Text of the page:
AMES, AMELL propose restructuring

by Alex Fredman | 10/16/17 2:20am

The College is in the final stages of considering a proposal to restructure the Asian and Middle Eastern Studies program and Asian and Middle Eastern Languages and Literatures department, separating Asian studies and Middle Eastern studies.

The proposal calls for the creation of two new interdisciplinary programs — Middle Eastern Studies and Asian Societies, Cultures and Languages — to replace the current AMES and AMELL units. The plan is scheduled to receive its final vote of approval at the general faculty meeting on Oct. 23, according to AMELL chair and Arabic Studies professor Jonathan Smolin and associate dean for international studies and interdisciplinary programs and a former chair of the AMES program Dennis Washburn.

Both new programs will be interdisciplinary, with core educational courses and a language requirement. This is in contrast with AMES, which is interdisciplinary but has no language requirement, and AMELL, which has a language requirement but is not interdisciplinary, according to Smolin.

“We believe that we are making these changes for the educational betterment of the institution,” he said.

Smolin said the restructuring can be understood as a process in which the current AMES and AMELL units would be combined and then separated into Middle Eastern and Asian sections as independent units. He added that while such a change has been discussed at Dartmouth for several years, it was catalyzed by a 2014 external review conducted of the AMELL department, which suggested a restructuring.

“We believe that the kind of intellectual and academic specificity of the new units reflect the importance of the Middle East and Asia in the 21st century,” Smolin said.

He added that most of Dartmouth’s peer institutions currently have separate Middle Eastern and Asian programs, which is beneficial because those areas combined account for a very large and diverse set of cultures and languages.

Smolin emphasized that both of the new units would be interdisciplinary, allowing them to connect “in vibrant and fundamental ways with other departments and academic interests on this campus,” and that he wants the new programs to be as flexible as possible to accommodate students.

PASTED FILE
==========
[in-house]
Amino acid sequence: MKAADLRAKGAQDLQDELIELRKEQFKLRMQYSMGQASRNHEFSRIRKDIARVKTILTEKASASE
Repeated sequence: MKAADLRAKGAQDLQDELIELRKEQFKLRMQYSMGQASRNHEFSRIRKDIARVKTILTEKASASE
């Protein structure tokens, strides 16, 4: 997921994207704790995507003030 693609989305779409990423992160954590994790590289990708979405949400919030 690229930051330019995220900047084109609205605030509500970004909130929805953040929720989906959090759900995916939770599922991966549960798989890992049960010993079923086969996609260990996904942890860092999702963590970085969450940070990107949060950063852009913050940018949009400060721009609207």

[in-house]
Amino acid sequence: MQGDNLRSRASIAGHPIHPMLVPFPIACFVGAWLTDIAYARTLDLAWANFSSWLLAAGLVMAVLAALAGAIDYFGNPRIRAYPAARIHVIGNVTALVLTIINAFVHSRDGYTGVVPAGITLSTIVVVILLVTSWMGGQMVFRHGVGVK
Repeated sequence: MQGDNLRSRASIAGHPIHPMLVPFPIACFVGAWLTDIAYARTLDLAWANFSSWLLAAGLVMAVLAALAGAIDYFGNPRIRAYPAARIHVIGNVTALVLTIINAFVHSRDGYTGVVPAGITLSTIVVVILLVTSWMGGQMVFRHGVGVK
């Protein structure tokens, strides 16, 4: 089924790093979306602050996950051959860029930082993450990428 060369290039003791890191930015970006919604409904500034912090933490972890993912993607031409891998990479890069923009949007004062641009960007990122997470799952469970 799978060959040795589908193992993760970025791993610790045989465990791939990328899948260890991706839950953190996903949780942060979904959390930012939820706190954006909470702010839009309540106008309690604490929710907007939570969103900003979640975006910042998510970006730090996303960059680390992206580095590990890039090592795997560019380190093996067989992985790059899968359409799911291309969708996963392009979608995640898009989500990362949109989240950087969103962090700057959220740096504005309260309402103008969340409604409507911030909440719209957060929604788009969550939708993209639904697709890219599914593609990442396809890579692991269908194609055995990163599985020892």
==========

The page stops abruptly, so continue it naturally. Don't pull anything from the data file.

Smolin also noted that all current AMES and AMELL students could opt to be “grandfathered” into the new programs, meaning they could choose to maintain their current major tracks under the old departments regardless of the changes. He added, however, that while most juniors and seniors will probably take this option, freshmen and sophomores who have not taken as many classes might want to consider adapting to the new requirements.

Washburn said that he believes many underclassmen will choose to switch over to the new requirements. He added that the new programs would be scheduled to take full effect by the fall 2018 term, meaning students in the Class of 2022 would be the first to only have the new options to choose from.

“The key thing is to have a program that responds to students who are interested in those areas, provide a lot of opportunities for study,” Washburn said.

Washburn described several potential benefits for the restructuring, including more team-taught courses, a tighter curriculum, improved Asian-American studies and more off-campus opportunities. He added that the restructuring would be simpler from an administrative standpoint and allow the programs to better leverage over its faculty members.

Washburn said while Dartmouth’s smaller student population limits the potential of having larger-scale programs, the restructuring could serve as a model for peer institutions.

“These are important areas of the world to study,” Washburn said. “But we have to get away from the old Cold War regional model and really look at it in interdisciplinary terms.”

If the proposal is approved at the general faculty meeting, several steps would be required in order to implement the restructuring. This includes changing the course numberings for all current AMES and AMELL classes, building new websites, budgeting changes and working out potential joint appointments for the faculty in the programs, Washburn said.

Smolin said that in addition to these steps, there will need to be an outreach campaign to inform students of the changes, which may include public speakers and other events to raise awareness.

Washburn said that given the length of time that the idea for this proposal has existed, he looks forward to starting the implementation process.

“We’re eager to get it started as soon as possible,” Washburn said.